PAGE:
Enter VENOM Assault, a new Kickstarter game that just launched its campaign three days ago. VENOM Assault, for all intents and purposes, is GI Joe. Sure, they can’t say it, but I can, and I will. I have played VENOM Assault, and I’m pleased to say that, if you’ve ever craved a game that recaptures the bombastic fun of our favorite 80s cartoons of old, look no farther.
This article will sum up my impressions of the game, but you can click here to check out the game’s Kickstarter page.
Note: I am not being paid or incentivized to endorse this game in any way. I had the opportunity to play it at a FLGS when the creators were showing it around, and I enjoyed it enough to write this article about it. If you like what you read here, please consider backing the game on Kickstarter.
What is it?
VENOM Assault is an 80’s cartoon-inspired cooperative deck building game for 1-5 players, ages 14 and up. You and your fellow tacticians will aid Freedom Squadron by recruiting the best and brightest soldiers to join your team. Your multinational force has one purpose: Defeat VENOM before they unleash havoc upon the world. You’ll need to assemble the most elite personnel and vehicles before you battle the forces of evil using a unique dice-based combat system. Finally, once your decks have been assembled, you are ready to take the fight to VENOM before their sinister plan is completed!VENOM Assault Kickstarter Description
As the above description notes, VENOM Assault is a co-operative deck-building game, for 1-5 players. It’s a story-based game that’s heavily immersed in its 80s action hero theme. Because of it’s co-operative nature, it does well to rekindle the 80s cartoon feeling of the “good guys” working together to defeat the “bad guys,” in this case, the sinister VENOM.
Here’s how the game works:
Every Game a Different Mission
The “mission” is determined by a card that is chosen by the players, which gives certain conditions on how to win that particular game. I only got to play one of the scenarios, but you might have to bring down various VENOM leaders, secure a special location on the board, or recover special reward cards (by, again, defeating VENOM leaders). Each scenario was vastly different, and they come in several difficulties. This reminded me strongly of Lord of the Rings: The Card Game (check out our review here), which uses “scenarios” in a similar fashion to deliver a story-based, co-operative experience that’s variable with every play. For LOTR:LCG, this has increased its longevity by several orders of magnitude, as expansionary scenarios are cheap and add hours of new, fresh gameplay variety.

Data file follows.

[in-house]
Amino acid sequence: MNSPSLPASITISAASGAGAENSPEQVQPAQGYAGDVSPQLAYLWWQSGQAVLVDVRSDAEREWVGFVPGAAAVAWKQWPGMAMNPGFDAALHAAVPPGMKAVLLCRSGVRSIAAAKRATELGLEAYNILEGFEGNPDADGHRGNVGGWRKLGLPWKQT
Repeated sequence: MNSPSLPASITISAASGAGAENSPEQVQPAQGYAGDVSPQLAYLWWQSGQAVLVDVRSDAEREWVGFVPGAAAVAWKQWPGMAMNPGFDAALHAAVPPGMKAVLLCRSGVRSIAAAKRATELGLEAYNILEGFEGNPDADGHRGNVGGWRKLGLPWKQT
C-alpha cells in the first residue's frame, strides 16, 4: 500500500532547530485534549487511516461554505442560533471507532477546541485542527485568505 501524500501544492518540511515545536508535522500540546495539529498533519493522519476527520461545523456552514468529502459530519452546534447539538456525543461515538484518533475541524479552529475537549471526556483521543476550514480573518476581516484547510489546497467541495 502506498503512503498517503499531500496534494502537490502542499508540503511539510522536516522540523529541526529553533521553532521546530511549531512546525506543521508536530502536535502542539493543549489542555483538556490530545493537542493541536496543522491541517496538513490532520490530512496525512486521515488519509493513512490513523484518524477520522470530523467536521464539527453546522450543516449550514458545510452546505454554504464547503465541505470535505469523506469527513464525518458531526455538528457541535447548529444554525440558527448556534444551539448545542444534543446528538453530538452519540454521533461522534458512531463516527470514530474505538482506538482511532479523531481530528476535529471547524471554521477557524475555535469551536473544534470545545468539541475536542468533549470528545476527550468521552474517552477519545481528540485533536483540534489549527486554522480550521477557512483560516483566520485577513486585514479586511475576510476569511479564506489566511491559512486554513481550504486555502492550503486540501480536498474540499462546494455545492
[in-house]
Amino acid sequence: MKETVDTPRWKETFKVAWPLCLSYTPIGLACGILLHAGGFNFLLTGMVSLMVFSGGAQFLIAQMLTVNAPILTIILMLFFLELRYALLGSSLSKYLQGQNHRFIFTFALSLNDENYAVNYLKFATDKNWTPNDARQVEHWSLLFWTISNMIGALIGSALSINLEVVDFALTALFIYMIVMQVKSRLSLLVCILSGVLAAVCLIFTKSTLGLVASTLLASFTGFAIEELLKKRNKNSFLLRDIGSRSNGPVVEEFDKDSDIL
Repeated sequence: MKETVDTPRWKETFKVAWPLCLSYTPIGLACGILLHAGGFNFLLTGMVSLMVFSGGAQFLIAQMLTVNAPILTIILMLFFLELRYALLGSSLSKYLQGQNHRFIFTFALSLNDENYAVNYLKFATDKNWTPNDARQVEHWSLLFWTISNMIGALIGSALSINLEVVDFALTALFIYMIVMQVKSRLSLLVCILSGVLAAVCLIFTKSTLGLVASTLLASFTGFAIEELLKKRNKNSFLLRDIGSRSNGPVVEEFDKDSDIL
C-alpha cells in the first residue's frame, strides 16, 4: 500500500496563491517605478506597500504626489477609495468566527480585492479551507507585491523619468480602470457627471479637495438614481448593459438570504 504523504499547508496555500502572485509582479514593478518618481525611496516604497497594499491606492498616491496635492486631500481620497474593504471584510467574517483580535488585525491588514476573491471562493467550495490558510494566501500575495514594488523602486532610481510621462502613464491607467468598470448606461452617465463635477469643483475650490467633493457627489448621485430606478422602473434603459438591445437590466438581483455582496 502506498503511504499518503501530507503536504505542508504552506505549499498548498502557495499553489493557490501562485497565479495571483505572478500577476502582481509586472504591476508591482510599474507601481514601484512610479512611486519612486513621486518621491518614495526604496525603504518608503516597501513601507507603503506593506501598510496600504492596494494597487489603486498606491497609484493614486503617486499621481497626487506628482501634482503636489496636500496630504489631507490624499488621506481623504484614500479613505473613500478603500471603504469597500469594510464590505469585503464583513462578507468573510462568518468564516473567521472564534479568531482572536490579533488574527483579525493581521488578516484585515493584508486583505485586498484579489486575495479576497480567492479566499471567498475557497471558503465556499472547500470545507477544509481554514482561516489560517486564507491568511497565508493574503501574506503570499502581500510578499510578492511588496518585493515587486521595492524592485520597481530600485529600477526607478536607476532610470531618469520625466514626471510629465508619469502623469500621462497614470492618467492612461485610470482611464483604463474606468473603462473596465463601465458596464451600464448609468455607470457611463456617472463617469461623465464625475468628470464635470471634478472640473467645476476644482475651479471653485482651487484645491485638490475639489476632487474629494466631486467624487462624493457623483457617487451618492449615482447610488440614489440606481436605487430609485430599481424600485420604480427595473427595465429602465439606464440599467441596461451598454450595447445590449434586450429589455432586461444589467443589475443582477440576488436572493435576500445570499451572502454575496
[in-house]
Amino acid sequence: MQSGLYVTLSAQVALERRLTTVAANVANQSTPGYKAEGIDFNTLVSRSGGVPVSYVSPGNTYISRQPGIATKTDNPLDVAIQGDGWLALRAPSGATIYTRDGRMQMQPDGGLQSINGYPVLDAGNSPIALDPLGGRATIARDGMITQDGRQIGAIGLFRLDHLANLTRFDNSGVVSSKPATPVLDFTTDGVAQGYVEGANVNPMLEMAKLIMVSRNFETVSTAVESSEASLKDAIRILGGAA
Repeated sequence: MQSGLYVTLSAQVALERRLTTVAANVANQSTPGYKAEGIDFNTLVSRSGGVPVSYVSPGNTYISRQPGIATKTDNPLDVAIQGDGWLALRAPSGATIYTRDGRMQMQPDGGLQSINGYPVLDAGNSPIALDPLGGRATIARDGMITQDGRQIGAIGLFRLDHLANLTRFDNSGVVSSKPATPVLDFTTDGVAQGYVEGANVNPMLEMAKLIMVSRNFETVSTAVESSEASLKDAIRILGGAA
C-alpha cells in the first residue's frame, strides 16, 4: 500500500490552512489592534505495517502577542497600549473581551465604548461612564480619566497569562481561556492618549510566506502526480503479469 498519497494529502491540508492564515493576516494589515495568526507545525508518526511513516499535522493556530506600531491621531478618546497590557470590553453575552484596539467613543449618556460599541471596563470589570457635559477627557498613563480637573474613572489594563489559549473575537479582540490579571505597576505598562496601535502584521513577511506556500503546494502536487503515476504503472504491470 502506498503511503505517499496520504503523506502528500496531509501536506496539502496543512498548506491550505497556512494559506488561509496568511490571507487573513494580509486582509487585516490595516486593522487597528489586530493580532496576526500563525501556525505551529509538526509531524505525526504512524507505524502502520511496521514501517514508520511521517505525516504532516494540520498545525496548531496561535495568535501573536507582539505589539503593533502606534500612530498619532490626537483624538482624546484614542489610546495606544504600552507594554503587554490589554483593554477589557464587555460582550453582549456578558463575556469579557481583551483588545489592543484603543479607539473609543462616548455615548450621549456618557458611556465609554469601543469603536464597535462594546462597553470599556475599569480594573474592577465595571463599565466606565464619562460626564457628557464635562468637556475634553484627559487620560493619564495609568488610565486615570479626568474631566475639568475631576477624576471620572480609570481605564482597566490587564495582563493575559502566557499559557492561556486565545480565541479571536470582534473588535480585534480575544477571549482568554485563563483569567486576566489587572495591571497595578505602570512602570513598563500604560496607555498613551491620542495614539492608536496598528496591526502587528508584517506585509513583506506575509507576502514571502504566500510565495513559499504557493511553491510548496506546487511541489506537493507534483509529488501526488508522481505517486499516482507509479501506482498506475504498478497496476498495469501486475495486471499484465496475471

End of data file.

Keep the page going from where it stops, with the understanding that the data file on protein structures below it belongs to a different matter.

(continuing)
The Turn Structure
The point, then, of VENOM Assault is to complete your mission. Once that’s established, you’ll go into the regular game rounds. Each round begins with the drawing of an “event card.” These cards will add some kind of positive or negative effect to the game, either helping the progress of our heroes, or advancing the evil agenda of VENOM. It’s also possible to get a card where “all is quiet,” where no events happen for that round. If a “VENOM Strikes!” card is drawn, then VENOM moves up a notch on its agenda, and if it reaches the end, it’s game over.
After that, players take turns in a clockwise direction, and the turn structure is as follows:
-Recruit Freedom Squadron Members
-Challenge a VENOM Leader
What’s In Your Hand
Your hand is made up of various “Freedom Squadron” members, and is drawn from a deck. If you want a comparison to how this works, think Dominion. Your hand starts off very small (only ten cards if I remember correctly) and is made up of generic units. The top five cards in your draw pile will form your hand on your turn. The cool thing about VENOM Assault is that all of your cards work together as a team on each turn, so you’ll be using your whole hand every time.
Every Freedom Squadron member has their own special bonuses that determine how well they will do in battle. There is a great variety of effects, which means that assembling your deck can be a highly strategic and rewarding experience. For example, certain characters might have special bonuses depending on which geographical area they fight in (each battle takes place in a different type of “terrain”), so building a team of aqua-fighters will do well to obliterate any VENOM leaders operating in the seas.
Other characters might have strong offensive bonuses, or strong support powers to help the rest of the team. The combat (more on that in a moment) is dice based, so there are also various abilities that will help to mitigate the inherent luck factor in your dice rolling. You can add more dice, increase your hit odds, and so on. While your team starts off with basic generic units, the game can get highly exciting when you start building a synergistic team whose abilities stack up in satisfying ways.